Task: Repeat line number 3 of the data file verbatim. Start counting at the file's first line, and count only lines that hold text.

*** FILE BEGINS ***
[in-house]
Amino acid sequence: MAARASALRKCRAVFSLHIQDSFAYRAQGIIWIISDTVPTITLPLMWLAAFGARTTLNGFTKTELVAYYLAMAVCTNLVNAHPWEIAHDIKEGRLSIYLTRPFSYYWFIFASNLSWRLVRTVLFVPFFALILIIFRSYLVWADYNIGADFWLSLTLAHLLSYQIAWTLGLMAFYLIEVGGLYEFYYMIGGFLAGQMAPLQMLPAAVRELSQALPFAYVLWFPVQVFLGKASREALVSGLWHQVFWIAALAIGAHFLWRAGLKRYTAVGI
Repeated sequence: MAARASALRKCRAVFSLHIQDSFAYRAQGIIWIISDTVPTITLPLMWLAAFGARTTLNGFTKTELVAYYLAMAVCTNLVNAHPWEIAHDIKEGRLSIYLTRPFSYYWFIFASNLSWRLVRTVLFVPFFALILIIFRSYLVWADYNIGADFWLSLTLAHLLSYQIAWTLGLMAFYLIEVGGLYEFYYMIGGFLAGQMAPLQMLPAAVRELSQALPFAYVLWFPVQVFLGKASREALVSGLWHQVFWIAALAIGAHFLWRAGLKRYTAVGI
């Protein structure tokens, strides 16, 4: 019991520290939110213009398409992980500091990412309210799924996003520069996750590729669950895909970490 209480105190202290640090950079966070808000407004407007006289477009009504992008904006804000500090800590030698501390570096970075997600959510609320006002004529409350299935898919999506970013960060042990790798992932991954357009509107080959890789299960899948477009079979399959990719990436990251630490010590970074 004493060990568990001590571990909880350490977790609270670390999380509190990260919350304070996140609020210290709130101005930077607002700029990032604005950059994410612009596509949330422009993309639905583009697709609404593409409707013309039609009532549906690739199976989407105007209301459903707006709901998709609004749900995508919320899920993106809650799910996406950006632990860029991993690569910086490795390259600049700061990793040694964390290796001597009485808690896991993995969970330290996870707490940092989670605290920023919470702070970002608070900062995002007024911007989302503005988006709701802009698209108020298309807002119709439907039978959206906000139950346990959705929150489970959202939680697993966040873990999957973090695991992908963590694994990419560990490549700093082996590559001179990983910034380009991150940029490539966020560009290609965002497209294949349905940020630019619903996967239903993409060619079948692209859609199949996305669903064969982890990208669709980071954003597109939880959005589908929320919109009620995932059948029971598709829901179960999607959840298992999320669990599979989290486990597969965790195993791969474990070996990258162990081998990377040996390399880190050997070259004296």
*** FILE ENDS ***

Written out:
Repeated sequence: MAARASALRKCRAVFSLHIQDSFAYRAQGIIWIISDTVPTITLPLMWLAAFGARTTLNGFTKTELVAYYLAMAVCTNLVNAHPWEIAHDIKEGRLSIYLTRPFSYYWFIFASNLSWRLVRTVLFVPFFALILIIFRSYLVWADYNIGADFWLSLTLAHLLSYQIAWTLGLMAFYLIEVGGLYEFYYMIGGFLAGQMAPLQMLPAAVRELSQALPFAYVLWFPVQVFLGKASREALVSGLWHQVFWIAALAIGAHFLWRAGLKRYTAVGI